Shareholders of Gannett not only didn't mind, they were celebrating the push further into TV, already a part of the company's operations, by lifting the stock 24.2% to $24.65. That put it back at June 2008 levels.
The McLean, Va., media company said Thursday it will acquire Belo for $13.75 a share in cash, or about $1.5 billion, and assume $715 million in existing debt, for an enterprise value of right above $2.2 billion. Belo's enterprise value as of the previous close was $1.8 billion.
At that per-share takeout price, Gannett is paying a 28.1% premium to Belo's $10.73 close on Wednesday. Gannett is also giving Belo investors a better deal than the stock market has in more than five years. The planned acquisition comes at a point Belo hasn't ended above since the A.H. Belo (AHC) part of the company started trading separately on Feb. 11, 2008. A.H. Belo owns newspapers including The Dallas Morning News and The Providence Journal.
The move is a big bet on broadcast for Gannett. The company said it will become the fourth-largest owner of major network affiliates CBS, ABC and NBC in the U.S., and have access to almost one-third of the nation's households. With Belo's stations, Gannett's count will rise to 43 from 23 currently, including stations it will service through shared services or similar arrangements. It will have 21 stations in the top 25 markets.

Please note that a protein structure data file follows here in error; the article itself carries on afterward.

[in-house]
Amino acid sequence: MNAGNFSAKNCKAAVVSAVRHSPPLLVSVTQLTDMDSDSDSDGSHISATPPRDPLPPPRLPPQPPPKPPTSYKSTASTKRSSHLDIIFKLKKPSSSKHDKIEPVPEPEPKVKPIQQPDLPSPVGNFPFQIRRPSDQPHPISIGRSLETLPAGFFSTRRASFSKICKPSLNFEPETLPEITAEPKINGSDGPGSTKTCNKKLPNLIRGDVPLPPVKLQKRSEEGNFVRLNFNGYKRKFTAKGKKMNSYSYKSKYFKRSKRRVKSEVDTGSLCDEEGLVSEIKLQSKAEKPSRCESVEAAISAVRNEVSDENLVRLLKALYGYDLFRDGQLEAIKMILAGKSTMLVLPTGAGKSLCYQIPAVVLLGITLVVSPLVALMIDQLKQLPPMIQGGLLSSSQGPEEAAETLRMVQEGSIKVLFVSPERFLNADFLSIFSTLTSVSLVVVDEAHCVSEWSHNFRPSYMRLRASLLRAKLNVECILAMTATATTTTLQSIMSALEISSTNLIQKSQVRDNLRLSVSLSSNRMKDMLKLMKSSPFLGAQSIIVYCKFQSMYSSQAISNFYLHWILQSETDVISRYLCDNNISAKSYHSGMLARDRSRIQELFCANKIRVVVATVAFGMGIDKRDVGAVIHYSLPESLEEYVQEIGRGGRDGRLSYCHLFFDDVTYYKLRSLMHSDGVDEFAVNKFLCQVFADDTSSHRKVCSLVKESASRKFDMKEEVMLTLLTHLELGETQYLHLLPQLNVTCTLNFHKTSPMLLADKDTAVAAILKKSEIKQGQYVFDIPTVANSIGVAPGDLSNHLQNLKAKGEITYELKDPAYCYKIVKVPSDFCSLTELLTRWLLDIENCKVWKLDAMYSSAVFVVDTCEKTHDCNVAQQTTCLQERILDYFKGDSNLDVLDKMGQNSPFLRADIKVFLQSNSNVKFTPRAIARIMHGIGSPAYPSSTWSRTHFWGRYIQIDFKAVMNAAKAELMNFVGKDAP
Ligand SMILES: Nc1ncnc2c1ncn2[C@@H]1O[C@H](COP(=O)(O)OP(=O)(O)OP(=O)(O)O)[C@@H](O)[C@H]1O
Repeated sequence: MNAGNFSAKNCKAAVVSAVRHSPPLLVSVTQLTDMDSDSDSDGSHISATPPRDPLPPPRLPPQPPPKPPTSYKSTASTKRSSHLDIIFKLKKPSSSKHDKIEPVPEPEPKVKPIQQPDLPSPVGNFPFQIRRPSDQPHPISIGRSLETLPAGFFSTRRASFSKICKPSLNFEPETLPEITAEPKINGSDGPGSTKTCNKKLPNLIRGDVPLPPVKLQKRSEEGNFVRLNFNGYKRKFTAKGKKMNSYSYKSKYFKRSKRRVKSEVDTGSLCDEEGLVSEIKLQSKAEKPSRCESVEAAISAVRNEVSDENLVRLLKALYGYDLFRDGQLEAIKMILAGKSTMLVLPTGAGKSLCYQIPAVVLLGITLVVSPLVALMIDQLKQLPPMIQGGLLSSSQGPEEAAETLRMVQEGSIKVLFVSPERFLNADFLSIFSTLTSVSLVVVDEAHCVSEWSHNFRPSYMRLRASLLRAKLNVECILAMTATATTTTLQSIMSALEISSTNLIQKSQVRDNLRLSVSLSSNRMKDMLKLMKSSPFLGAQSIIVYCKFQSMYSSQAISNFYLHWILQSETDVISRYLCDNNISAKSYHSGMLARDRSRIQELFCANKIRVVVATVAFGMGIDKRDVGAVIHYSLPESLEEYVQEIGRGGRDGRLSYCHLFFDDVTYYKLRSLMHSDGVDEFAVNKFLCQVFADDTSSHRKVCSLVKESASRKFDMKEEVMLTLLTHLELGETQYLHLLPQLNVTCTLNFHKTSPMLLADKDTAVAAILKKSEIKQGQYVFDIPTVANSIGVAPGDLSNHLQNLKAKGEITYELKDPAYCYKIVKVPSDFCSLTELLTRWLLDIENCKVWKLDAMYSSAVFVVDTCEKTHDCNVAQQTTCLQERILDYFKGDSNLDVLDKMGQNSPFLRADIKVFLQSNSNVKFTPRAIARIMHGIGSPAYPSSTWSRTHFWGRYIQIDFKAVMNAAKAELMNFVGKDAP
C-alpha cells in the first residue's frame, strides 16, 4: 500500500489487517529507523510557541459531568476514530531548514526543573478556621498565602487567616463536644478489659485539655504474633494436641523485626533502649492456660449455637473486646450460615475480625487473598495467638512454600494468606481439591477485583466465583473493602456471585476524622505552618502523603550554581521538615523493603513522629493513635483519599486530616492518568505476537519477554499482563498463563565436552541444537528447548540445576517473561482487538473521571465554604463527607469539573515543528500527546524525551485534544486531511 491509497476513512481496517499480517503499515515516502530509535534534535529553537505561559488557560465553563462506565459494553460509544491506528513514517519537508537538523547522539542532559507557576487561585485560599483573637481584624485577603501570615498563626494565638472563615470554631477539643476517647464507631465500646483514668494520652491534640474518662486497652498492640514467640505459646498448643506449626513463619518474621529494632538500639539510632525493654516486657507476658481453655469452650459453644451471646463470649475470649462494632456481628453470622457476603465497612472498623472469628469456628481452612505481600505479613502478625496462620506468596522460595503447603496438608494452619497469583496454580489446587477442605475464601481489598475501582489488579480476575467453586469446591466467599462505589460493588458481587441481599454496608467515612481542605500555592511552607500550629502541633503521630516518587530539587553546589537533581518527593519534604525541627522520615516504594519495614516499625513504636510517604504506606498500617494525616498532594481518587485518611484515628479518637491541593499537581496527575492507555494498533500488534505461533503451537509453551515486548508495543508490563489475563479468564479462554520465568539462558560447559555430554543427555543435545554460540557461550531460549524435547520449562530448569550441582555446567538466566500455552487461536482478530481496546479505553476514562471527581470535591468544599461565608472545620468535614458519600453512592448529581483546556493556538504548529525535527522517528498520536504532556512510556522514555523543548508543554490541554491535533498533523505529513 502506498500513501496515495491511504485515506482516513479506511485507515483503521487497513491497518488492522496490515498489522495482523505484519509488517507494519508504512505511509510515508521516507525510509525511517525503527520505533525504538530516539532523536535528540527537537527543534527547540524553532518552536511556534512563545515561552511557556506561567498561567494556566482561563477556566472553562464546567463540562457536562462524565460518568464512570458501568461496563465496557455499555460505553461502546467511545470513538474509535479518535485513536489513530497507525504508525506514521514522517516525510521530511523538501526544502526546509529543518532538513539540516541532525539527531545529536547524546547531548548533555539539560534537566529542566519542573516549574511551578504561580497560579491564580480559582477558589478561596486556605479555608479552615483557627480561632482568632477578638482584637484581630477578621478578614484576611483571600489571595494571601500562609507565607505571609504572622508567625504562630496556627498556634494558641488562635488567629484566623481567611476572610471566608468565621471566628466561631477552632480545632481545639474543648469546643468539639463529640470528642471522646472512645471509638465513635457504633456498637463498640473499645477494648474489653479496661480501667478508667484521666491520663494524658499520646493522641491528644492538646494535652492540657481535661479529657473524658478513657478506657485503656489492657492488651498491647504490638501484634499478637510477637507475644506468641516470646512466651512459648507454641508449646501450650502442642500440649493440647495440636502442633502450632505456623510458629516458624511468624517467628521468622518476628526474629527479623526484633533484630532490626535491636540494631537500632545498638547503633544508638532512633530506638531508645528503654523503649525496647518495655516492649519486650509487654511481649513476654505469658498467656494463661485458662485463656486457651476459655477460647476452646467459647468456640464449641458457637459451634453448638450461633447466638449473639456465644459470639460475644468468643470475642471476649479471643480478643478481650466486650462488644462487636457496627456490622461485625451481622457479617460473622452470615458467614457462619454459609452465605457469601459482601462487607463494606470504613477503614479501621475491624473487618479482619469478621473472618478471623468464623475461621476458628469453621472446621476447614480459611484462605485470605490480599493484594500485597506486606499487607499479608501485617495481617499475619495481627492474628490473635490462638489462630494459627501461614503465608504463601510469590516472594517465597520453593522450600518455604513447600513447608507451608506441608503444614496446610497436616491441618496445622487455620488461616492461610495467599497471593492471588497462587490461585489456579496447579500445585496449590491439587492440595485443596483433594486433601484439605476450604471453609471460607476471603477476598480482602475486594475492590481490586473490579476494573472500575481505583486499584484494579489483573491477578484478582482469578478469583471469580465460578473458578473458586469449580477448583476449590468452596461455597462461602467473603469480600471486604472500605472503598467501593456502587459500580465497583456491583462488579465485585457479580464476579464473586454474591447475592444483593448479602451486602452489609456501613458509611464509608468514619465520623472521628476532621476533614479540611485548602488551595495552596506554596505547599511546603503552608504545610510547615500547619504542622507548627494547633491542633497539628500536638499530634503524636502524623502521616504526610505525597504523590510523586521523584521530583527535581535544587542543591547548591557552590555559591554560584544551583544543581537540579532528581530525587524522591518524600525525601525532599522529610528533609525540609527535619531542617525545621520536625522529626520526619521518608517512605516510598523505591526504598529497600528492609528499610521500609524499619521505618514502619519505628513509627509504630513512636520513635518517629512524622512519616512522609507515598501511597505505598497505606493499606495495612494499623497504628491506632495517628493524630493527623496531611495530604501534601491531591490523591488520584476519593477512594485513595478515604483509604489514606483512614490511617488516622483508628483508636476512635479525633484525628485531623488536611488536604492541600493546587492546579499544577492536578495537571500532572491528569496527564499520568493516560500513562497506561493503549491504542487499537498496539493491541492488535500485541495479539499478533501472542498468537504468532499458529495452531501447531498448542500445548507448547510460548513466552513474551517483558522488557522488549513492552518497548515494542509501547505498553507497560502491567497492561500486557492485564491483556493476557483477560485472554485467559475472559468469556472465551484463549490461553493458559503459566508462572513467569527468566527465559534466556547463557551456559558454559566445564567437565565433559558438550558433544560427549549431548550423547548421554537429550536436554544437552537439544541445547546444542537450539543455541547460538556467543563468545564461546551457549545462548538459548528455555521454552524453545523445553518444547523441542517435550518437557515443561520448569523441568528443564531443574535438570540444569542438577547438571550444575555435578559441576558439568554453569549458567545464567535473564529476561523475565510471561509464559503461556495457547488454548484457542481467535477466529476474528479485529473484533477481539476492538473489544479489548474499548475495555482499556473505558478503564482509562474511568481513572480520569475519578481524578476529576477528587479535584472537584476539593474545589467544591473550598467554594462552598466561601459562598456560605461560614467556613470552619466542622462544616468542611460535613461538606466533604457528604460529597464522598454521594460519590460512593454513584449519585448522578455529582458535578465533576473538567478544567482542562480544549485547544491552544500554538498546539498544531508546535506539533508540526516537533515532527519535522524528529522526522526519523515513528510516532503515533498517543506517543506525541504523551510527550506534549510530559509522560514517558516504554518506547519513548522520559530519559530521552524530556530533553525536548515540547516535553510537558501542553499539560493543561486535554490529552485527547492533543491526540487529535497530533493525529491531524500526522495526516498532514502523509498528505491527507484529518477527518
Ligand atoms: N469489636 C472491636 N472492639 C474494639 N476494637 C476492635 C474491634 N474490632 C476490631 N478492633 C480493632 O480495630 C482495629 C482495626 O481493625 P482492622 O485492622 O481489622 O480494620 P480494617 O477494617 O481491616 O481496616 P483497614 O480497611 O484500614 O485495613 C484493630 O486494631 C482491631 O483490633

Belo says its 20 stations, affiliated with the three broadcasters mentioned above, as well as Fox and CW, reach more than 14% percent of American households.
FactSet data show Belo's best close since the split with A.H. Belo was $13.64, and that came two days after the new trading arrangement. Recently, the stock was up 27.3% to $13.66. Between May 23, 2008, and April 9 this year, it didn't record a single close above $10. Again though, investors weren't complaining on either side. Belo and Gannett were the Nos. 1 and 2 percentage gainers on the NYSE 90 minutes into the session.
Source: Belo Corp., FactSet. Data in millions of $.
Gannett's bid for Belo implies a price-to-earnings ratio of 16 on the profit of 86 cents expected for the coming four quarters, both high for the stock and for similar companies in the industry. Belo's average next-12-months multiple over the past five years is 9, whereas the peak in that time was 17.4. Lin TV (TVL), Nexstar Broadcasting (NXST) and Sinclair Broadcast (SBGI) trade at forward multiples of 9.8 to 14.1, according to FactSet. Seattle-based acquisition target Fisher Communications (FSCI) carries a 23.5 P/E.
With this being the industry's second notable tie-up in a matter of days, TV stocks were trading higher on hopes the purchases might carry on, led by a 9.7% advance in Lin. Earlier this month, Media General (MEG) said it would acquire New Young Broadcasting, forming a station owner with 30 network affiliates in 27 U.S. markets. Combined, those two would have had revenue of $605 million last year. Already before that, Sinclair said in April it would buy Fisher.
Belo had revenue of $714.7 million last year. Gannett recorded a top line of $5.4 billion, while broadcast revenue totaled $906 million, around 17% of the overall figure. Gannett expects to close the transaction by the end of the year, assuming it gets shareholder approval, antitrust clearance and the go-ahead from the Federal Communications Commission.